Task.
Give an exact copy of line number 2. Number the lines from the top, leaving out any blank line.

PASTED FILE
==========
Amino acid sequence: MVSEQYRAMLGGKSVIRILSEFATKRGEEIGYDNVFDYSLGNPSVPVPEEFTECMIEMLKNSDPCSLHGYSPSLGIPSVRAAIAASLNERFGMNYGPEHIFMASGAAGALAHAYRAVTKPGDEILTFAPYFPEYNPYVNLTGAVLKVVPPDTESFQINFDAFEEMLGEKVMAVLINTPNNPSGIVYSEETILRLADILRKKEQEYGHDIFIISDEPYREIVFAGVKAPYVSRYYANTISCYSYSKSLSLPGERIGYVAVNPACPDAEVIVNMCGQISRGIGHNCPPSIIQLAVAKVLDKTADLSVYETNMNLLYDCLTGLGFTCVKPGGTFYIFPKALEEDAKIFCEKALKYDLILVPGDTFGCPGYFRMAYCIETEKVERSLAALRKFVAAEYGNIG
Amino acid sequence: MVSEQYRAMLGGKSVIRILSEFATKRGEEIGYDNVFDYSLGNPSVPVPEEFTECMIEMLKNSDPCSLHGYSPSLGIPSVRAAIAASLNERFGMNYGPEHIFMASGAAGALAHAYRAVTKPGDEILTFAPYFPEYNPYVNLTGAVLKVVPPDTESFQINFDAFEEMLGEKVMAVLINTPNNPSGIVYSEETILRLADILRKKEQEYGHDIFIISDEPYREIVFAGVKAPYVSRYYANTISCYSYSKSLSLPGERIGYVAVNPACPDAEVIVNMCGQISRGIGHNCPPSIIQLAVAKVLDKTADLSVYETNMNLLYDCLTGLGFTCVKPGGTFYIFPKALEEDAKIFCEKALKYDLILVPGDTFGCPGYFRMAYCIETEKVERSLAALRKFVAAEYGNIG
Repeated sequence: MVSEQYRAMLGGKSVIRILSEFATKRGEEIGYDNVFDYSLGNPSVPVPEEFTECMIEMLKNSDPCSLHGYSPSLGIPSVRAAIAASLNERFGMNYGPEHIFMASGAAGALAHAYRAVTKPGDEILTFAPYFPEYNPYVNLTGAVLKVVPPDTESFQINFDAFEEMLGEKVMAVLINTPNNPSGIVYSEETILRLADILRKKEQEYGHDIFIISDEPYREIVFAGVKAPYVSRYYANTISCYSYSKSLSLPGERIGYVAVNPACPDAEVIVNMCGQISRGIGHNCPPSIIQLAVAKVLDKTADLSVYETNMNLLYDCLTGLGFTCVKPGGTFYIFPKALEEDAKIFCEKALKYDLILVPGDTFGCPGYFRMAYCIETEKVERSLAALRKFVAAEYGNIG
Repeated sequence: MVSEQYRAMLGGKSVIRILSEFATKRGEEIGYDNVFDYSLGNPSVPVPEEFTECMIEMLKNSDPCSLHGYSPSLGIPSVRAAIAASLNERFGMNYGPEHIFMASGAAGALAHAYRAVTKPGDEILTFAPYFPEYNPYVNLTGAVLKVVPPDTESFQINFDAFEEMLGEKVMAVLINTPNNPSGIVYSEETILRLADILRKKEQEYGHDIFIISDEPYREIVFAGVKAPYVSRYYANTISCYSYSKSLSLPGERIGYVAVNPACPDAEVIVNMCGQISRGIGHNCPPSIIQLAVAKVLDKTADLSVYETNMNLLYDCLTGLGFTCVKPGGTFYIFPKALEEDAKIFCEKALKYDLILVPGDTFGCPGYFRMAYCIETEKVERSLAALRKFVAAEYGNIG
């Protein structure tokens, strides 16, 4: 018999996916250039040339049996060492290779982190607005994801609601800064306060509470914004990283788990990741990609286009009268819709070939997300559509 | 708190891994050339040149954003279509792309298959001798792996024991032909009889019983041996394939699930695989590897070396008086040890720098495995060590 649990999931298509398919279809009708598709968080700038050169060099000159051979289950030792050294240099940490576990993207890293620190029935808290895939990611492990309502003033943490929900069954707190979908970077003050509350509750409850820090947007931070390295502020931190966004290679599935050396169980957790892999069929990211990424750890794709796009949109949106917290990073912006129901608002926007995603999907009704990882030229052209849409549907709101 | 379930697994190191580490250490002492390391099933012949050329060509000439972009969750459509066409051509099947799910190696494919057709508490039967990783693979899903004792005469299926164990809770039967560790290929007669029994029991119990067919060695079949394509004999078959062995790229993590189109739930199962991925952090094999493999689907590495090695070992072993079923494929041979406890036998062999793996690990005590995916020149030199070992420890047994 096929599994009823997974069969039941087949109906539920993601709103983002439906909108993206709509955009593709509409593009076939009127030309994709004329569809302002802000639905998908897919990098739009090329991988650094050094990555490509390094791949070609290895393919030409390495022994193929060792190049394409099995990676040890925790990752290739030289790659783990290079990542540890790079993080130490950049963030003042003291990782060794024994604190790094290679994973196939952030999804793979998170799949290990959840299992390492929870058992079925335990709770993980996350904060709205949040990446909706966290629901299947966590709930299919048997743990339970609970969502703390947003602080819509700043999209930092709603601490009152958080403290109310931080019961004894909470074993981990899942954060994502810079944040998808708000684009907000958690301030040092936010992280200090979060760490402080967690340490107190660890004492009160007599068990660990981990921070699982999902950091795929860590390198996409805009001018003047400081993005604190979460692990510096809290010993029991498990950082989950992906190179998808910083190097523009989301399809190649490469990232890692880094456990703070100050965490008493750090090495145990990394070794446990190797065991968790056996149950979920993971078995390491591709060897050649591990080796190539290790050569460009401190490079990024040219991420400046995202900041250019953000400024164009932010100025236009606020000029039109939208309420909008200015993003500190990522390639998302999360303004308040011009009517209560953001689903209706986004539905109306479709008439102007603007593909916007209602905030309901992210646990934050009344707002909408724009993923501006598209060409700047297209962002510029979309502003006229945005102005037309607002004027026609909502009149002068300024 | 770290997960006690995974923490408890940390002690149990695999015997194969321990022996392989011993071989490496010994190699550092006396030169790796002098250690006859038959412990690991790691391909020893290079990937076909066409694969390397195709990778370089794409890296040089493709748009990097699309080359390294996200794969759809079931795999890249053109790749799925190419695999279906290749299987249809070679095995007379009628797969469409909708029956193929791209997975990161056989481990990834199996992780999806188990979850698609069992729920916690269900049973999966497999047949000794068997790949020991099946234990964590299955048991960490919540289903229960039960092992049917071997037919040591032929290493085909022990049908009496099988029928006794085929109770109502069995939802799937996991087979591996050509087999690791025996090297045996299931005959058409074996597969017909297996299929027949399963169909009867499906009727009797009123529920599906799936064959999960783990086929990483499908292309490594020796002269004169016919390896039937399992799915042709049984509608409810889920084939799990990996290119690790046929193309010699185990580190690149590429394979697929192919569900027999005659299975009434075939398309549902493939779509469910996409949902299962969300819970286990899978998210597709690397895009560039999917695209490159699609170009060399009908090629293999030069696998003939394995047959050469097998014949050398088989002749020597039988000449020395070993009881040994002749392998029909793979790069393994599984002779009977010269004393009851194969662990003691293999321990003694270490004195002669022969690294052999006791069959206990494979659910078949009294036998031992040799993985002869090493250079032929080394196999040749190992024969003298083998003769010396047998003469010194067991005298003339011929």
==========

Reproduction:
Amino acid sequence: MVSEQYRAMLGGKSVIRILSEFATKRGEEIGYDNVFDYSLGNPSVPVPEEFTECMIEMLKNSDPCSLHGYSPSLGIPSVRAAIAASLNERFGMNYGPEHIFMASGAAGALAHAYRAVTKPGDEILTFAPYFPEYNPYVNLTGAVLKVVPPDTESFQINFDAFEEMLGEKVMAVLINTPNNPSGIVYSEETILRLADILRKKEQEYGHDIFIISDEPYREIVFAGVKAPYVSRYYANTISCYSYSKSLSLPGERIGYVAVNPACPDAEVIVNMCGQISRGIGHNCPPSIIQLAVAKVLDKTADLSVYETNMNLLYDCLTGLGFTCVKPGGTFYIFPKALEEDAKIFCEKALKYDLILVPGDTFGCPGYFRMAYCIETEKVERSLAALRKFVAAEYGNIG